David R. Lincoln, author of Mobility Lounge


Don’t forget to visit the Bookshop at Weavers Press to browse currently available titles including our previous title – Hero and Other Stories, a collection of short stories by Nadir Ali, translated from the Punjabi by Amna Ali and Moazzam Sheikh.

“Conflict, compassion, culture, cadence: at the heart of this epic collection is a maestro writing at multiple levels, each as precise, as cogent. To read Nadir Ali is to stumble onto a Manto or a Premchand: the same overwhelming pleasure, the same deep reverence!”

Murzban F. Shroff, author of Breathless in BombayWaiting for Jonathan Koshy, and Third Eye Rising

“Hero, is a collection of quick and fast paced short stories that read like character studies. The first person style of writing lets readers into the lives of dynamic and colorful characters. The poetic language lends depth to the narrative.”

Stewart Shaw, author of House of Men: poems

“With this hypnotic collection, Nadir Ali conjures the lost art of truly immersive story-telling and reminds me why I fell in love with reading in the first place. These are settings, characters, and situations rarely seen in contemporary literature and woefully absent from the bookshelves of the English-speaking world, but they cry out to be known. Ali brings them unforgettably to life with empathy, wisdom, and subtle sensuality. These stories will haunt you in the best way.”

Chaitali Sen, author of  The Pathless Sky (Europa Editions) and A New Race of Men from Heaven (Sarabande Books), winner of Mary McCarthy Prize for Short Fiction.

“Atmospheric and insightful, this collection of stories by Nadir Ali will often make you travel to the periphery — of location, society and perception. We see a failed hero’s unlikely majesty, a wronged prisoner’s sense of dignity, a washerman’s extraordinary compassion, the ever-looming shadow of Partition. Ali nudges us, with vivid prose, narrated in the style of quissas, to become interested in the bizarre complexities of our everyday lives. A whole new old-world opens up through the subtexts of this finely translated anthology.”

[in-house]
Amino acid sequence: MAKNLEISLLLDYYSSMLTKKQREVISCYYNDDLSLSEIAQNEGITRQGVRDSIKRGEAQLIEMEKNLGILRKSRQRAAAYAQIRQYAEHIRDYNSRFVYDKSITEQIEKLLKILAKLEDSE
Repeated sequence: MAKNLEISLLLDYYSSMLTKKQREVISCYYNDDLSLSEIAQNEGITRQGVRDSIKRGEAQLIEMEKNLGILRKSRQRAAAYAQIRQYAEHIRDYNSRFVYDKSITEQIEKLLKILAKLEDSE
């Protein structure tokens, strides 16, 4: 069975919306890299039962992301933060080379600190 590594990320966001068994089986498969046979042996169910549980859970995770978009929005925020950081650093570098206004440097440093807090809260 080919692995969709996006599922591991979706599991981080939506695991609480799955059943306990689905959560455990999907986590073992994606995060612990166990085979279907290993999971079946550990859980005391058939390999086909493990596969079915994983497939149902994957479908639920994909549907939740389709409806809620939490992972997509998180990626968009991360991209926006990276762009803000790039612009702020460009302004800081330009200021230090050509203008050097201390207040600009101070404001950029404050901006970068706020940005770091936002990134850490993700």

Bhaswati Ghosh, author of Victory Colony, 1950 (Yoda Press)

“Nadir Ali’s stories about everyday, ordinary people are beguiling, first in the very deceptively ordinary way of their beginning. Then there are those sudden moments when you experience heart-stopping astonishment–things can change in the space of a sentence–or feel a sudden, magical understanding of other human lives lived in places far away, and yet complex and similar in recognizable ways. A man commits a murder, a sick boy can ‘travel’ the world in a moment, and an ordinary man can live a life of film star magnificence: these characters in Nadir Ali’s stories emerge in sentences, stark and pristine, with a gem-cut clarity. In the end, these stories, translated with great devotion by Amna Ali, will leave you with some heartbreaking empathy.”

Anu Kumar, author of One Man, Many Lives (Simon and Schuster, India) The Hottest Summer in Years (Yoda Press) and A Sense of Time and Other Stories (Weavers Press), among others.

“What a beautiful collection of stories by Nadir Ali, in his book Hero and Other Stories. Such a pleasure to read the lyrical prose and come to learn about the rich lives of the characters as they build relationships with one another and navigate the world and customs around them.

Devi Laskar, author of Circa (Mariner Books) and The Atlas of Reds and Blues (Counterpoint Press), among others.